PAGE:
Out of Gift Ideas for the Holidays? Try Stocks!Submitted by S. F. Ehrlich Associates, Inc. on November 15th, 2017
November 15, 2017
By John Zeltmann
I loved McDonald’s as a kid: the golden brown French fries, the milkshakes, the second-to-none birthday parties. And who could forget the prizes that came with the Happy Meals!
While the direct result of my fast food affinity was more than a few trips down the husky aisle of Caldor, my Aunt Mary (an elementary school principal) was busy searching for the silver lining of my obsession. And find it she did. In fact, her discovery lit the initial fire that one day led me to become a financial advisor.
It was my 12th birthday. I had already received some "really cool" gifts that I "couldn't live without" - I'm being vague here because for the life of me I can’t recall any of those ever-so-consequential gifts. Aunt Mary always gave great gifts, so I was really excited to see what she bought me. But when the large manila envelope finally arrived, my initial reaction was one of disappointment. "A manila envelope? I can't plug that into a video game console!"
Setting my disappointment aside, I opened the envelope and pulled out a large red folder with a McDonald’s logo on the front. "Okay, she has my attention," I thought. Opening the envelope, I discovered I was the proud new owner of 2 shares of McDonald's stock. It took some time for my Dad to explain that I was now part owner of every McDonald's around the world.
Wait...WHAT?! Of course, I immediately called my friends and told them of my good fortune, suggesting we head over to the local McDonald’s - my McDonald’s - for a celebratory meal. I can still vividly recall walking into that McDonald’s and feeling like I owned the place.
I share this story to convey the impression that equity ownership made on this 12-year-old. If you have a younger person in your life, consider a similar gift to try to make the same impression. The simple gift of two shares of stock in a company I was strongly connected to initiated an education in several facets of personal investment management, including public stock markets, ticker symbols, stock prices and where to find them, how to buy and sell stock, and on an on. A few years later, those two shares of McDonald’s stock prompted me to take a piece of my summer job earnings in 1997 and buy 3 shares of Amazon and 5 shares of AOL. (In fairness, I also bought Worldcom; they can't all be winners, right?)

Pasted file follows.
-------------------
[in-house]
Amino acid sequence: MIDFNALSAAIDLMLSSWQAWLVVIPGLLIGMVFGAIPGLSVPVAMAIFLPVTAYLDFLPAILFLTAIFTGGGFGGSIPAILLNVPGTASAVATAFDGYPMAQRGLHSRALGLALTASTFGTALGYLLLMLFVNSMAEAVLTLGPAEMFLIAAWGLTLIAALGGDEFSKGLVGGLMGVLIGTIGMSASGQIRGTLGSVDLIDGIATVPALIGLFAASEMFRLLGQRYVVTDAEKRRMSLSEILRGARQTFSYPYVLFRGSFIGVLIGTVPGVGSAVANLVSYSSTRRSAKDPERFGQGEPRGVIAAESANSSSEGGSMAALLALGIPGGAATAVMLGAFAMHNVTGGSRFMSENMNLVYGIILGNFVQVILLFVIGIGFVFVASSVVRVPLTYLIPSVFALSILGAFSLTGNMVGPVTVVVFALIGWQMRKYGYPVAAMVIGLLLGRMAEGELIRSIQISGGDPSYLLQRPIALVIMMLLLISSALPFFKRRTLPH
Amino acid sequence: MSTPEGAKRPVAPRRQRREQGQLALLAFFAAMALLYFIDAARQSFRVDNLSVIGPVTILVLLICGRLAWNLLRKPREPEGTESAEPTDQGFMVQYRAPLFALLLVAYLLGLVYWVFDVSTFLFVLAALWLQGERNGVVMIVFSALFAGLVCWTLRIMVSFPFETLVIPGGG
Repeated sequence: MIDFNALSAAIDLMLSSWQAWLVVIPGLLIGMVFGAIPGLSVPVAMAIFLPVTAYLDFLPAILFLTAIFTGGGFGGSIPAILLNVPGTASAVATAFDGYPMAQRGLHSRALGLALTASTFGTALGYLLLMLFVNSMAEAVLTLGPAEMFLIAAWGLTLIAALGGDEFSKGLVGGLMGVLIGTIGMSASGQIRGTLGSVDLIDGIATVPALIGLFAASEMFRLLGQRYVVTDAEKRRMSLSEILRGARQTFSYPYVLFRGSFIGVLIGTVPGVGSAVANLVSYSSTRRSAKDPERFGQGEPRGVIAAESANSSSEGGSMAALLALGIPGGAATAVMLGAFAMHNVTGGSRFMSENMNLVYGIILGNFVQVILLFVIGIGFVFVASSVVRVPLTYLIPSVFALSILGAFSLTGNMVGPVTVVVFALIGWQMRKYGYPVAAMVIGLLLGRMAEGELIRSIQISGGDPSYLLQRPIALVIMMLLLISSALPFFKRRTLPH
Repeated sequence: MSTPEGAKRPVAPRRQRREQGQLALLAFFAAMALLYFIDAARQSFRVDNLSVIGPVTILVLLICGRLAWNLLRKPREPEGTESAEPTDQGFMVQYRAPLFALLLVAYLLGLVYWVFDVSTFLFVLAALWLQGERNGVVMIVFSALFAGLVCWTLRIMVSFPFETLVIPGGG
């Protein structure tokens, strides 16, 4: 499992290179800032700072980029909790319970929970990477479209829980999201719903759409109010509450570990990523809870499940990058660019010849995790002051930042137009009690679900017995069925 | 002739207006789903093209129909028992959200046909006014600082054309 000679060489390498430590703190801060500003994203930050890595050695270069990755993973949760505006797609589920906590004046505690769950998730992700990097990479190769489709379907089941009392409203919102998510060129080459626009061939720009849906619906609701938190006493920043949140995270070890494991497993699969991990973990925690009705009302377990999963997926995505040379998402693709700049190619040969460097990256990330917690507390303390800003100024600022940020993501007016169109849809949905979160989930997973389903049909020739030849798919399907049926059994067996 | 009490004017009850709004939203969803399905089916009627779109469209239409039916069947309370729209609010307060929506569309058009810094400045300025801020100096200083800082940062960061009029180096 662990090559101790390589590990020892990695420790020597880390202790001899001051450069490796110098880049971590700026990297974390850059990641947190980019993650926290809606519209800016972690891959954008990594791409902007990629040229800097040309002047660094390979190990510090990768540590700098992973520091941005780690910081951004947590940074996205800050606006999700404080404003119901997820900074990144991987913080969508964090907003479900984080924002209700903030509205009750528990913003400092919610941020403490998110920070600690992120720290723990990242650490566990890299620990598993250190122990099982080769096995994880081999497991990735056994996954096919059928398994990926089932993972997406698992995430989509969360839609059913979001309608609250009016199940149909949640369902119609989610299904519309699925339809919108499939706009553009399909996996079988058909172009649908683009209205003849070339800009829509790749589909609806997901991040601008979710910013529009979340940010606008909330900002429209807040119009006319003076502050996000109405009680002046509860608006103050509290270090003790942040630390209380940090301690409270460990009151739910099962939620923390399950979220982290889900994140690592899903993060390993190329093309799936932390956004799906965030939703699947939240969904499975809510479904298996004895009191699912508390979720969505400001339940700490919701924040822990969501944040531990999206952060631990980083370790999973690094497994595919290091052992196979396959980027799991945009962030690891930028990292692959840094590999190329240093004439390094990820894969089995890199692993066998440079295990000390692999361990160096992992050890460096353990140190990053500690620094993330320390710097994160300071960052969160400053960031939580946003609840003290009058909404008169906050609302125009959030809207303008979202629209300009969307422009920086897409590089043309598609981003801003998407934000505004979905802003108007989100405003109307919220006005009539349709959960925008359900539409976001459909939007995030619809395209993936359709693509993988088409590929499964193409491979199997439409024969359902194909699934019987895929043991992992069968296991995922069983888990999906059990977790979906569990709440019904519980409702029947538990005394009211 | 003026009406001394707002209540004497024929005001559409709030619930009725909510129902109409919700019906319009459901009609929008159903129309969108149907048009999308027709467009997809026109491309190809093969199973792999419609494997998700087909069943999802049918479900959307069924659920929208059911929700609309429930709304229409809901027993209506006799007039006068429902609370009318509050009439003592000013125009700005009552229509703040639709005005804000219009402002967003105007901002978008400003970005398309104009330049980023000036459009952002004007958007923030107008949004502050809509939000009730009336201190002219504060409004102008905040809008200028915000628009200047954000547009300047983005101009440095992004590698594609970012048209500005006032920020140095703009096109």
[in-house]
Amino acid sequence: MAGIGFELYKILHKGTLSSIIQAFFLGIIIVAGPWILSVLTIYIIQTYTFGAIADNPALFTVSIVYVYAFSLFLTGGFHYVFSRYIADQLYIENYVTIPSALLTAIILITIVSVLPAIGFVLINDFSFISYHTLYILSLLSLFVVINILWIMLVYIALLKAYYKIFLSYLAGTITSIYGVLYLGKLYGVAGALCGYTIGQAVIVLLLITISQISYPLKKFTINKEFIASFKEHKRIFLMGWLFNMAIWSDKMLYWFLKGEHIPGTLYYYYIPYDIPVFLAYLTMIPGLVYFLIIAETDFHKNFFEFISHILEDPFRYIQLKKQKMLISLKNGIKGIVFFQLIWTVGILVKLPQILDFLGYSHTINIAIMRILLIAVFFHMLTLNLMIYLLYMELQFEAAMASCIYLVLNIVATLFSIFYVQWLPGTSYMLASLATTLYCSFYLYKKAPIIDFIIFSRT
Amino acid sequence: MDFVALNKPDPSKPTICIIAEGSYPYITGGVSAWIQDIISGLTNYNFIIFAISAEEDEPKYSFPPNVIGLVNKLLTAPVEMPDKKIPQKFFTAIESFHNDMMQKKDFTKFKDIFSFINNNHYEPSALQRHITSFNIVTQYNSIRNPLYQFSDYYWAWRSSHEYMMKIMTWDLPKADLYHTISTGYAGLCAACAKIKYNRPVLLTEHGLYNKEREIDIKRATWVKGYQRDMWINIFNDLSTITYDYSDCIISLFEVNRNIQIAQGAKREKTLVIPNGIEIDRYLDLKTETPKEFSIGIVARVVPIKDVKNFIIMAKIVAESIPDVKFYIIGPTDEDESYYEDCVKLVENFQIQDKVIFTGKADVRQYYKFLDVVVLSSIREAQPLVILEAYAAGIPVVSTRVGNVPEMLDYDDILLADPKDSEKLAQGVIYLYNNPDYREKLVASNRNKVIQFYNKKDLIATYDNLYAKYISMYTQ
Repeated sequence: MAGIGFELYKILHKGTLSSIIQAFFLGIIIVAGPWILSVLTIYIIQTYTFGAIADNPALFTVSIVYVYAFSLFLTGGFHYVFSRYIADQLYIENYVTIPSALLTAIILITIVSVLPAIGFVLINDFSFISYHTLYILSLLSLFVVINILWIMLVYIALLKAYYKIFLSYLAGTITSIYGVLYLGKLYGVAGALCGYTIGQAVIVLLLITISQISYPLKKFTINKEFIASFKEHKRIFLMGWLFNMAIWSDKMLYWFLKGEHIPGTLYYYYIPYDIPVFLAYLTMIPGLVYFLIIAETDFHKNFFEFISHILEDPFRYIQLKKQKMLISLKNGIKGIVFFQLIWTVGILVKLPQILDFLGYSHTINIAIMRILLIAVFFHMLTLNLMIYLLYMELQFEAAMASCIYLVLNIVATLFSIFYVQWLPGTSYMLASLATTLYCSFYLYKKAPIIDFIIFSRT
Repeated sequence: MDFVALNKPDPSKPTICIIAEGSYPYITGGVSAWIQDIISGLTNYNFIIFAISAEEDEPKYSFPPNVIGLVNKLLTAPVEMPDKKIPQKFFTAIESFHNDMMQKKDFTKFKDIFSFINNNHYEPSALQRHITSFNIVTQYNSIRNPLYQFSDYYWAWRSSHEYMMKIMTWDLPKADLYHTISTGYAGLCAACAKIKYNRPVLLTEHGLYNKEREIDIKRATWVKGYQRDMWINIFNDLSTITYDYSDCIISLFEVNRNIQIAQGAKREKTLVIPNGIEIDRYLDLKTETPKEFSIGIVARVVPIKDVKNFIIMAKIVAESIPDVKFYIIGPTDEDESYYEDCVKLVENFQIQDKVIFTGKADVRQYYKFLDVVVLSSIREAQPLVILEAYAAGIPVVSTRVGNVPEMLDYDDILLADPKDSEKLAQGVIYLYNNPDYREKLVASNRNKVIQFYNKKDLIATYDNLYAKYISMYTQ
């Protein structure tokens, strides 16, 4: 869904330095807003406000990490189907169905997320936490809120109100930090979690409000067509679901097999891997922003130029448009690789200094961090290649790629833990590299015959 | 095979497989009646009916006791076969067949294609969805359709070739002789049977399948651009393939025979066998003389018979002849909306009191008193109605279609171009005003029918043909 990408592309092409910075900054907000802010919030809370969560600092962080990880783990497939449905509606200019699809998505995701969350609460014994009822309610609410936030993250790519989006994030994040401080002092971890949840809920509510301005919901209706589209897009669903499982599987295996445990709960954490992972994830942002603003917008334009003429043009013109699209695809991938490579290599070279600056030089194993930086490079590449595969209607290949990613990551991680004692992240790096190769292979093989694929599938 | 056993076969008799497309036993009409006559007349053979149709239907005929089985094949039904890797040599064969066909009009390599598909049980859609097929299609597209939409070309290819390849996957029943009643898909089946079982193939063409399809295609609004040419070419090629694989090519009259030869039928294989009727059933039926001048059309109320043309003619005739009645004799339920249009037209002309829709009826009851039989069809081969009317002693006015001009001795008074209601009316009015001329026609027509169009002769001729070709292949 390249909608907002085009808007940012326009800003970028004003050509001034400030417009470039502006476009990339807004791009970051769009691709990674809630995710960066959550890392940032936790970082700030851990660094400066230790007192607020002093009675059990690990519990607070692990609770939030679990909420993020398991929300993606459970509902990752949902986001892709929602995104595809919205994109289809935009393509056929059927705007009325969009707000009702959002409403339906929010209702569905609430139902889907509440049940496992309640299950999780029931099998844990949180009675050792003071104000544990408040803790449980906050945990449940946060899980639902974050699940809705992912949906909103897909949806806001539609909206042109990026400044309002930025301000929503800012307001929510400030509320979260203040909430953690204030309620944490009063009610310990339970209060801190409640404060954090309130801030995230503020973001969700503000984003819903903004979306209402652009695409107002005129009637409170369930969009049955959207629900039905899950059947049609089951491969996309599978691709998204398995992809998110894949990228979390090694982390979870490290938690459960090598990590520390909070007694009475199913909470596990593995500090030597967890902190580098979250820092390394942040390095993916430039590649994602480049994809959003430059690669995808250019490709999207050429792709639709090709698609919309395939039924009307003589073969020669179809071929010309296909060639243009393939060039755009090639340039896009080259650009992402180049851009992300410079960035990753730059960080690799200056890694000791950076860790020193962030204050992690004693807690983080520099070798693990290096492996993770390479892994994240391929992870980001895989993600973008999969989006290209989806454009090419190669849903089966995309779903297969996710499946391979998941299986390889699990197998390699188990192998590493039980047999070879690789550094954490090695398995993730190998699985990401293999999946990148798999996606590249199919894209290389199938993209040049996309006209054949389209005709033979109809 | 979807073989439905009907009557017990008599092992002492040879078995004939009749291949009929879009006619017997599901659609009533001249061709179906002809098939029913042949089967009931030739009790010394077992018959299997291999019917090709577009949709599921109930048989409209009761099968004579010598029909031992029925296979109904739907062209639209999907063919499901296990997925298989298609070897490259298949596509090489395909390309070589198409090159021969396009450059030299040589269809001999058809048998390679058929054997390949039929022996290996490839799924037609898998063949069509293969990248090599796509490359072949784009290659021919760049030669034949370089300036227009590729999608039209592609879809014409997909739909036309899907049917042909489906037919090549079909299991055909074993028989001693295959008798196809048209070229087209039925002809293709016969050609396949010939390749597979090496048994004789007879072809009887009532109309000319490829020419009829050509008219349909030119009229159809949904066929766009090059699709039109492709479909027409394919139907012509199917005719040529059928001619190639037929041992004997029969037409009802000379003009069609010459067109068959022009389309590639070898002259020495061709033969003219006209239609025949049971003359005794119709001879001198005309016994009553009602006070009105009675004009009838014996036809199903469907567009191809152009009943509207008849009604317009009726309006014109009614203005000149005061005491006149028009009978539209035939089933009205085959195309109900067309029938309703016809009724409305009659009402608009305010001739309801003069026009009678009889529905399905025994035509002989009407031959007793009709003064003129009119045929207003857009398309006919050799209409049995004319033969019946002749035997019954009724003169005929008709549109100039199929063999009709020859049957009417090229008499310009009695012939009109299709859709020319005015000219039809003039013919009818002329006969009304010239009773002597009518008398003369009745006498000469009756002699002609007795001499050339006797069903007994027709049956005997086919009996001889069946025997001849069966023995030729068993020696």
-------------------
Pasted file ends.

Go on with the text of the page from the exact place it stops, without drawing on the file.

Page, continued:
If you're interested in inspiring a younger person to learn a thing or two about investments, you have a couple of choices.
One option is to open a custodial account. Any money contributed to a custodial account is an irrevocable gift to the minor and can't be undone. Custodial accounts require the appointment of a custodian - this can either be a parent or a grandparent - who is responsible for managing the assets until the child reaches her age of majority (18 in New Jersey). The primary advantage of this method is convenience: open the account, fund it with cash, purchase the company stock, and tell your child or grandchild they're the proud owner of their favorite company. You can serve as custodian of the account, monitoring the investment for the minor until she reaches the age of majority. At that time, your custodianship is lifted and the account is owned outright by the former minor. That leads to the potential downside - you might not want to put too much money into this account because once the minor reaches the age of majority, it's theirs to do with as they wish. Provided you're comfortable relinquishing control, a custodial account may be the answer.
A second option is to open an account in either your name (or the parent's name if you're a grandparent thinking about gifting to a grandchild) and simply earmarking those funds as a gift to the minor. At whatever time you deem the "right" time to hand over the stock, simply transfer ownership of the account to your child or grandchild. At the time of transfer, you'll want to be mindful of gift tax rules, making sure you don't surpass the annual gift exclusion limit (i.e. $14,000 per person in 2017).
There are tax advantages and disadvantages to each of the savings options noted above. If you're thinking about giving someone stock as a gift, let us know, and we can walk you through the pros and cons of each.
This holiday season, if you're wondering what to get "the kid who has everything", consider making him or her an equity interest owner in their favorite brand. Be it McDonald's, Nike, Disney, or Microsoft (Xbox), it might end up being the best gift they've ever received. And they may be someone else’s financial planner in 25 years.